Rockets threaten Gaza ceasefire

A volley of rockets has been fired into southern Israel from Gaza, hours after 
a unilateral Israeli ceasefire began.

At least four out of seven rockets landed near the town of Sderot, with no 
reports of injuries. Israel launched an air strike on Gaza in response.

The exchange puts an immediate strain on the ceasefire, which followed three 
weeks of fighting.

Palestinian medics say at least 50 bodies have been pulled from the rubble 
since Israel halted its offensive.

Israel says it will not set a timetable for withdrawing its troops, but Hamas 
said it would not accept any Israeli presence in Gaza.

"We can't talk about a timetable for withdrawal until we know the ceasefire is 
holding," said the Israeli prime minister's spokesman, Mark Regev.

"If there is a danger Hamas is going to deliberately torpedo the ceasefire, and 
we will have to reinitiate offensive actions against Hamas, for that reason we 
have to be reticent about withdrawing our forces," he said.

The stopping of rocket-fire had been a chief aim of the military campaign.

Israeli troops killed a Palestinian near the southern Gazan town of Khan Younis 
on Sunday morning, reports from Gaza said. If confirmed, the death would be the 
first fatality since the ceasefire began.

At least 1,300 Palestinians, according to Palestinian sources, and 13 Israelis 
have been killed since Israel launched its offensive on 27 December.

Egyptian summit

Shortly before the rockets fell, Israeli troops briefly traded fire with Hamas 
militants in the north of the Gaza Strip after coming under attack, Israeli 
military officials said.

Israeli Prime Minister Ehud Olmert said the latest attacks "again proved that 
the ceasefire is fragile and it has to be reassessed on a minute-by-minute 

Heads of state from across Europe are joining Egyptian President Hosni Mubarak,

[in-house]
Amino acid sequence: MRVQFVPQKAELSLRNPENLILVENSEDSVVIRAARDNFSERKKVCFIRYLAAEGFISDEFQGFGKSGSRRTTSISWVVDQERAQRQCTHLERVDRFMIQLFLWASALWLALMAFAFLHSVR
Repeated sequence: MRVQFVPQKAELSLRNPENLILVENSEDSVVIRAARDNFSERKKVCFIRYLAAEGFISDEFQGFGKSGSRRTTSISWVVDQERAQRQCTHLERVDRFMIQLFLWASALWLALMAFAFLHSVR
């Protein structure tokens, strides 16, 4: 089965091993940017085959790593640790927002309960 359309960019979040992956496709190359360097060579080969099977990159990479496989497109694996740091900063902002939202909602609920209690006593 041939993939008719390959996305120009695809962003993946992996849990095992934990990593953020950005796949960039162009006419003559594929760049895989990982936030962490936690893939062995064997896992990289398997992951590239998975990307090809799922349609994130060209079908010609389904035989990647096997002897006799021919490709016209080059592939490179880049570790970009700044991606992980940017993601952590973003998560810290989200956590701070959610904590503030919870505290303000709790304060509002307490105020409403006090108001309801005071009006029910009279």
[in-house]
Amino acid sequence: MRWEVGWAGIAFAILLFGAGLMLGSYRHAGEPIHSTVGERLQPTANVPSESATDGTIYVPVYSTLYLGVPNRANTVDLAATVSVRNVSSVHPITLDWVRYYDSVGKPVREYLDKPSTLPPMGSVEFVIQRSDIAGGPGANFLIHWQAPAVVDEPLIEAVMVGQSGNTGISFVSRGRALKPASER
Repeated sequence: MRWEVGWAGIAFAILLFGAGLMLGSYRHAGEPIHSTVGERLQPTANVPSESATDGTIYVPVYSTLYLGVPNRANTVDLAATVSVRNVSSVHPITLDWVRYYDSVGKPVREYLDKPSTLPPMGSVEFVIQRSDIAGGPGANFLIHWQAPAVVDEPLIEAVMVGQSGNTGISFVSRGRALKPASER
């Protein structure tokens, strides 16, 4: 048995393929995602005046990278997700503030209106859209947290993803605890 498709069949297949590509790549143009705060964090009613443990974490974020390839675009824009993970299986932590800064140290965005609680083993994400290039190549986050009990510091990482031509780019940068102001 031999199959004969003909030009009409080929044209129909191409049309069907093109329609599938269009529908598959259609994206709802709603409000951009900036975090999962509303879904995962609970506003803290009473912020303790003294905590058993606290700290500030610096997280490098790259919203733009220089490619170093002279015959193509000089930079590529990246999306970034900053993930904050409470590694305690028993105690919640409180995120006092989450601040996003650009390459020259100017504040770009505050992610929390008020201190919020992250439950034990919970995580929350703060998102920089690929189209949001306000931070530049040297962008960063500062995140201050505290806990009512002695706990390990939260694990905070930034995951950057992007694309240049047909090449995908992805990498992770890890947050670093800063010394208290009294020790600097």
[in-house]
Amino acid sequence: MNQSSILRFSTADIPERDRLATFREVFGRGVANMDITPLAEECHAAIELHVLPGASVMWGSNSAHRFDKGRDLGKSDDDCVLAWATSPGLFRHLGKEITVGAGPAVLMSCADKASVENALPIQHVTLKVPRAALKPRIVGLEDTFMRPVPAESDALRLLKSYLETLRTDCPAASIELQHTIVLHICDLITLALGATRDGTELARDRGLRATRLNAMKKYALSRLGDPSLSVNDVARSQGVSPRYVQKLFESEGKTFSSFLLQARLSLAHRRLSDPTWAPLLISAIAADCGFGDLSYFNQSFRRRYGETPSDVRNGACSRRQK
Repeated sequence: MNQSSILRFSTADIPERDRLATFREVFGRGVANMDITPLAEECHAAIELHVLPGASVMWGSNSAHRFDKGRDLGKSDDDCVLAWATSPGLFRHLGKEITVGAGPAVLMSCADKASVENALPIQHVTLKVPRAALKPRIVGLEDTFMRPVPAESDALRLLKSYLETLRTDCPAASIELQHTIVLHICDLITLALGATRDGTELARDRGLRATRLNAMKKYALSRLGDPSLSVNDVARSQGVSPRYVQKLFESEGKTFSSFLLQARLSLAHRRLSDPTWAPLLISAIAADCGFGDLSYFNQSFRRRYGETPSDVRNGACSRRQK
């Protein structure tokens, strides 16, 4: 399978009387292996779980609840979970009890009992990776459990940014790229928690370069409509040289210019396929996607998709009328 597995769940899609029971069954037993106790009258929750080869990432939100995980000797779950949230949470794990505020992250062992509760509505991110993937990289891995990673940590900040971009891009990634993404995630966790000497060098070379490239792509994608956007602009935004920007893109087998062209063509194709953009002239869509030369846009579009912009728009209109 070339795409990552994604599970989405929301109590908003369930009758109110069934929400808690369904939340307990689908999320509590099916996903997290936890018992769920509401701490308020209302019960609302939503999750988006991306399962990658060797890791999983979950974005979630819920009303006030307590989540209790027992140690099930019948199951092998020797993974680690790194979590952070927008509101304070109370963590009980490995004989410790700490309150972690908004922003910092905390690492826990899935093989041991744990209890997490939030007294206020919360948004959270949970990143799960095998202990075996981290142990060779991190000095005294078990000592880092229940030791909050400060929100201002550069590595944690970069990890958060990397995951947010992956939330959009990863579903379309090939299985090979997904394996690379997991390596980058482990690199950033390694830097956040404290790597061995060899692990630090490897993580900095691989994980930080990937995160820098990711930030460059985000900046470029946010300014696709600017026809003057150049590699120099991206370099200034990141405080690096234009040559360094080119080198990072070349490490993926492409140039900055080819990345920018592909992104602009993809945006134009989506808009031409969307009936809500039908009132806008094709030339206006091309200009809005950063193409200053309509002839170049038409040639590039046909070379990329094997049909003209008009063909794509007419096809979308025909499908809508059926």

Palestinian Authority leader Mahmoud Abbas and UN chief Ban Ki-moon at the 
Egyptian resort of Sharm El-Sheikh for a summit aimed at shoring up the 

They will discuss how to make the ceasefire durable and respected by Hamas, how 
to get aid to Gaza and beginning the process of rebuilding there.

But the BBC's Laura Trevelyan, who is at the resort, says with neither Israel 
or Hamas attending, there are questions about how much can be achieved and 
whether this will amount to more than a gigantic photo opportunity by those who 
want to help resolve the conflict .

Olmert warning

The rockets were fired at about 0900 (0700 GMT), Israeli police said.

Israeli aircraft struck the militants who launched the rockets from the 
northern Gaza town of Beit Hanoun, the military said.

Hours earlier, Prime Minister Olmert told the nation that Israel was halting 
its offensive whose goals "have been more than fully achieved".

In a televised address, Mr Olmert warned militants in Gaza that if they "decide 
the blows they've been dealt are not sufficient and they are interested in 
continuing the fight, Israel will be prepared for such and feel free to 
continue to react with force".

The ceasefire came into effect at 0200.

Hamas has rejected the move, saying any continued Israeli presence in Gaza 
would be regarded as an act of war.

"The occupier must halt his fire immediately and withdraw from our land and 
lift his blockade and open all crossings and we will not accept any one Zionist 
soldier on our land, regardless of the price that it costs," Hamas spokesman 
Farzi Barhoum said, shortly before the ceasefire began.

Mr Abbas said the ceasefire was "important and necessary but insufficient", and 
called for a complete withdrawal of Israeli troops from Gaza.

Israel has begun pulling some of its troops out of the territory, says the 
BBC's Katya Adler in Jerusalem.

But it says others will remain for now and strike back if Israel continues to 
come under attack.

The US has welcomed the ceasefire, saying it "expects that all parties will 
cease attacks and hostile actions immediately".

Secretary General Ban expressed relief, saying the ceasefire should be "the 
first step leading to the full withdrawal of Israeli troops from Gaza".

Aid organisations have expressed concern that crossings into Gaza will not 
reopen fully unless Hamas is committed to a ceasefire.

BBC Middle East editor Jeremy Bowen says the question now is whether Hamas 
decides to lick its wounds and regroup - or whether it gambles on dragging 
Israel into a war of attrition.
Story from BBC NEWS:

Published: 2009/01/18 12:19:30 GMT


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